Visa Information
For visits of up to 90 days, passport holders from the following countries do not need to have a visa to visit Ireland: Andorra, Antigua And Barbuda, Argentina, Australia, Austria, Bahamas, Barbados, Belgium, Belize, Bolivia, Botswana, Brazil, Brunei, Bulgaria, Canada, Chile, Costa Rica, Croatia, Cyprus, Czech Republic, Denmark, Dominica, El Salvador, Estonia, Fiji, Finland, France, Germany, Greece, Grenada, Guatemala, Guyana, Honduras, Hong Kong, Hungary, Iceland, Israel, Italy, Japan, Kiribati, Latvia, Lesotho, Liechtenstein, Lithuania Luxembourg, Macau, Malawi, Malaysia, Maldives, Malta, Mauritius, Mexico, Monaco, Nauru, Netherlands, New Zealand, Nicaragua, Norway, Panama, Paraguay, Poland, Portugal, Romania, Saint Kitts & Nevis, Saint Lucia, Saint Vincent & The Grenadines, Samoa, San Marino, Seychelles, Singapore, Slovak Republic, Slovenia, Solomon Islands, South Africa, South Korea, Spain, Swaziland, Sweden, Switzerland, Tonga, Trinidad & Tobago, Tuvalu, United Kingdom & Colonies, United States Of America, Uruguay, Vanuatu, Vatican City, Venezuela.

If your country is not listed above, you will need to have a visa to visit Ireland. You can learn more about how to apply for a visa here.

Ireland has working holiday visas available to people from Australia, Canada, Hong Kong, New Zealand and Japan. Learn more about working holiday visas here.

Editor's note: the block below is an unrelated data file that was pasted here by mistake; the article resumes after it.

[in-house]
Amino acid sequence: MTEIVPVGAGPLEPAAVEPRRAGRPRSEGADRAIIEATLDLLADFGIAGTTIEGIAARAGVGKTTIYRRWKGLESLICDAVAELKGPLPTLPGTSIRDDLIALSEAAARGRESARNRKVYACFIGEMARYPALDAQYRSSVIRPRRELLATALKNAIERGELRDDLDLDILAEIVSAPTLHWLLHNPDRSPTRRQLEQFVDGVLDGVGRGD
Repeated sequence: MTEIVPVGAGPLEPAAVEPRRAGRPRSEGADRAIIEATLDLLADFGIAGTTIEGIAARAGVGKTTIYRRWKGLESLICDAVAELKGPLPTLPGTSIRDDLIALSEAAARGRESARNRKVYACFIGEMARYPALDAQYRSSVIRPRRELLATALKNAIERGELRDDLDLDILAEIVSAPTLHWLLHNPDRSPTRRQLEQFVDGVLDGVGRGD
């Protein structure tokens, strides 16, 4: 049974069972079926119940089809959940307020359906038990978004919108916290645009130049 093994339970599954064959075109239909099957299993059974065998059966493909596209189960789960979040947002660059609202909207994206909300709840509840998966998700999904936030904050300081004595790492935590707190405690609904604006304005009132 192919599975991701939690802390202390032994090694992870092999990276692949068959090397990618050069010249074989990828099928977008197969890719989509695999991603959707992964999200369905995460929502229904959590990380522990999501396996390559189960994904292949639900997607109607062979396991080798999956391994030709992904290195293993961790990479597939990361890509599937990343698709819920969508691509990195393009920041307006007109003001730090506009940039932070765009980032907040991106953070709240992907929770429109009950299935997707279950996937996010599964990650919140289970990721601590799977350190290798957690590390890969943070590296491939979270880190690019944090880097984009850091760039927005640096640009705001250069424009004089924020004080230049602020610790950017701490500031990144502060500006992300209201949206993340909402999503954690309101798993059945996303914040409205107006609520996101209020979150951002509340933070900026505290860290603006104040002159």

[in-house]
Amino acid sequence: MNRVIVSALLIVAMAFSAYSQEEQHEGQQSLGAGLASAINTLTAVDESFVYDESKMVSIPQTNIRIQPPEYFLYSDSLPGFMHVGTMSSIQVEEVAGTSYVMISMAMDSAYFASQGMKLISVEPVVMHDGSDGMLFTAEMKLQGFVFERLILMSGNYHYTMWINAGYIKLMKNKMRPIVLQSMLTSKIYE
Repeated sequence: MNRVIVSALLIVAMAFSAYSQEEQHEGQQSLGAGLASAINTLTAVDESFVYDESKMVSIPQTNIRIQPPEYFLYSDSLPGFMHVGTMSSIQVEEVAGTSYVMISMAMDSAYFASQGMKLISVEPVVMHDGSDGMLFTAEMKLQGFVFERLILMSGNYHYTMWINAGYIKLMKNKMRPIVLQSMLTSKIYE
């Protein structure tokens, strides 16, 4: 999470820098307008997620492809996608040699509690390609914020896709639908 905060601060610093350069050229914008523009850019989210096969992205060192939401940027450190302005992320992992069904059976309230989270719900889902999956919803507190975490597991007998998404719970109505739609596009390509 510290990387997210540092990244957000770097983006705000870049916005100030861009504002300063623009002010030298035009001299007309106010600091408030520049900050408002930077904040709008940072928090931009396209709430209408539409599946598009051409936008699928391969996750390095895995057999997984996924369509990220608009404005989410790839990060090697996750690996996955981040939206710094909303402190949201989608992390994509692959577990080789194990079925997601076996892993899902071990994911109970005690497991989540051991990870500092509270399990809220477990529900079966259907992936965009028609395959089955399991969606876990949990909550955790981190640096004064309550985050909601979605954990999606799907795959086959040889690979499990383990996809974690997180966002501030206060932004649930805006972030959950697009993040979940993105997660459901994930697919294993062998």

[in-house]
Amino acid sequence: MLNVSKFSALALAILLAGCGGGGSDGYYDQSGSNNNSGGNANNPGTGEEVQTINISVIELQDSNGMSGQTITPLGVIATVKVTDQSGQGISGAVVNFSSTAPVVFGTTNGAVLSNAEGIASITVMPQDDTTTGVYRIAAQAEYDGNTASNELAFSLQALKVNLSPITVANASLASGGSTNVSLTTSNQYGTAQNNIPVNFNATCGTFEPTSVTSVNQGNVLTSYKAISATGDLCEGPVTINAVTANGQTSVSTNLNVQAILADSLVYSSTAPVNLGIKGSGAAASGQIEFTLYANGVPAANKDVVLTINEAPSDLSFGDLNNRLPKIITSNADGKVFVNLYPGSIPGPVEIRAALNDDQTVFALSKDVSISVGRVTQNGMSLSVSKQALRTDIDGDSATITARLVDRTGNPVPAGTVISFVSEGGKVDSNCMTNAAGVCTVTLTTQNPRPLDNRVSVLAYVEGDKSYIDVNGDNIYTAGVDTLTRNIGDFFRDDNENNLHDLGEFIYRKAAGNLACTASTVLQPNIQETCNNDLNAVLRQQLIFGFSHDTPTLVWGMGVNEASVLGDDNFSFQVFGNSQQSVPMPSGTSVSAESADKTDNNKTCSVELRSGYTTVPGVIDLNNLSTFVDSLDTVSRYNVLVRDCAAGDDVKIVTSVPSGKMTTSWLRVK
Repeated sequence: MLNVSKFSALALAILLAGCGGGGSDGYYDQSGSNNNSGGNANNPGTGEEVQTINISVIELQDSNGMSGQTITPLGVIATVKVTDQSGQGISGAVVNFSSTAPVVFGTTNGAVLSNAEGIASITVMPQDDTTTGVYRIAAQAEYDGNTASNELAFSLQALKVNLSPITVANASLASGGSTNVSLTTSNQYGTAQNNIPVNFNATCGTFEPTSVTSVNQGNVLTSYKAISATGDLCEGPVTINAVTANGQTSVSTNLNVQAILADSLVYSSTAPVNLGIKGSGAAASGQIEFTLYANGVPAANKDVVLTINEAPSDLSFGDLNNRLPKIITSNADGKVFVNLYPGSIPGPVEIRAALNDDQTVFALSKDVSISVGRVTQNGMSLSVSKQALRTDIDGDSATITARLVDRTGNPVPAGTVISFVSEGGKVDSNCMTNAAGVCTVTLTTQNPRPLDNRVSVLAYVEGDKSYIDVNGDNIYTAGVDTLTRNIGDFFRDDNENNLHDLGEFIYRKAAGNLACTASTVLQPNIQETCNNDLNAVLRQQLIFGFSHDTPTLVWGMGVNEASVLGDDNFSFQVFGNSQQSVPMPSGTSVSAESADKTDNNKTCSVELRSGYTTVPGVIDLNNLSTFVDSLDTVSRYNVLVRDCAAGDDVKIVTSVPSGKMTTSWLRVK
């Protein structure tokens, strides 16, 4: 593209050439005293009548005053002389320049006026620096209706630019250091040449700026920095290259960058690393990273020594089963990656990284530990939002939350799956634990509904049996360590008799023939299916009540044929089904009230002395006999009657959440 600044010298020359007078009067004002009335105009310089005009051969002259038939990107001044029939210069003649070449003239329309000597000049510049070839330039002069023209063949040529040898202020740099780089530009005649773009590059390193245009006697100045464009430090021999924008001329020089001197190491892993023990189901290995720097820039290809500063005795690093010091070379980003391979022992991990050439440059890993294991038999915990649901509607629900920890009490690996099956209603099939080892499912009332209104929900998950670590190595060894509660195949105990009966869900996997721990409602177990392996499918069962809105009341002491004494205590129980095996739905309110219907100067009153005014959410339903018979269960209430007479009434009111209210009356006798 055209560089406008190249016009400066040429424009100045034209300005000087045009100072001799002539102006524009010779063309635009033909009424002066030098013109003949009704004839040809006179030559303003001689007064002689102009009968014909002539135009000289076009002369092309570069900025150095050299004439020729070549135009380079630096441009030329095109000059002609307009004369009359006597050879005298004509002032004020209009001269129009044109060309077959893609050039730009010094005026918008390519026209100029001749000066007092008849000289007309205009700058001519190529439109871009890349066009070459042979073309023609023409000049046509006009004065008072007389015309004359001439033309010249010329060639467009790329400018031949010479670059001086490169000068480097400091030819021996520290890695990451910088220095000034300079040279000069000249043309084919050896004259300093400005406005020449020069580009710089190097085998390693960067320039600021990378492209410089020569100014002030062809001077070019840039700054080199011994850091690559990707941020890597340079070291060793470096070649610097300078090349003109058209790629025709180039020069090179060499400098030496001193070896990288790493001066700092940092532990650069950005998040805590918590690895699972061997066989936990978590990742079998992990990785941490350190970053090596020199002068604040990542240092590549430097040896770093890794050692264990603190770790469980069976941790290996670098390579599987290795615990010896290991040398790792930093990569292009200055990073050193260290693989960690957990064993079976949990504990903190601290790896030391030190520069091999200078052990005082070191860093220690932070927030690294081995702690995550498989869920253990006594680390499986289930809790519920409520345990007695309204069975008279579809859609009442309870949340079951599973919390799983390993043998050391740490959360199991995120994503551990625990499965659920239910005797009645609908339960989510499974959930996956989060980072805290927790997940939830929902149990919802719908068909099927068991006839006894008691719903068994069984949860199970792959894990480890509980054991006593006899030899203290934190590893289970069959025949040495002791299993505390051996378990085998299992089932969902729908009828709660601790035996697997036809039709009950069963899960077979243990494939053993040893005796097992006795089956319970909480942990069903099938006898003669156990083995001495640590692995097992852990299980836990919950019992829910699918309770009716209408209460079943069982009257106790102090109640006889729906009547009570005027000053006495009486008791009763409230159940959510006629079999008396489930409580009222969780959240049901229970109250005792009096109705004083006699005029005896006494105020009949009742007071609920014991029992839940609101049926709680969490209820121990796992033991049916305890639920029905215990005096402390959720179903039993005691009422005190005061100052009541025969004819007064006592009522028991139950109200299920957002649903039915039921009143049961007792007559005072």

You will not need any shots to visit Ireland.

Ireland uses the Euro (€), just like all EU countries (except for the United Kingdom, of course, which remains on the pound). See this currency conversion tool to figure out how far your money will go in Ireland.

Time Zone
Ireland is on the GMT time zone. This country does observe Daylight Savings Time, which begins in Ireland on the last Sunday in March and ends the last Sunday in October.


English is the official language which is used most often, but Irish (Gaelic or Gaeilge) are also official languages in the country. They are most often spoken in the west and south, but you may find them spoken elsewhere (not to mention on road and other signs throughout the country) as well.

Electricity & Plugs
Ireland operates on a 230V/50Hz electrical system. The plugs are considered to be “British style,” with three flat blades – two lying side by side horizontally, and one centered vertically underneath them. The shape roughly forms a T, with a space in the top bar.

Useful Telephone Numbers
Emergency Service – 999 or 112
Directory Information (all charge a fee for call completion, usually not cheap) – 118 11 or 118 50 or 118 90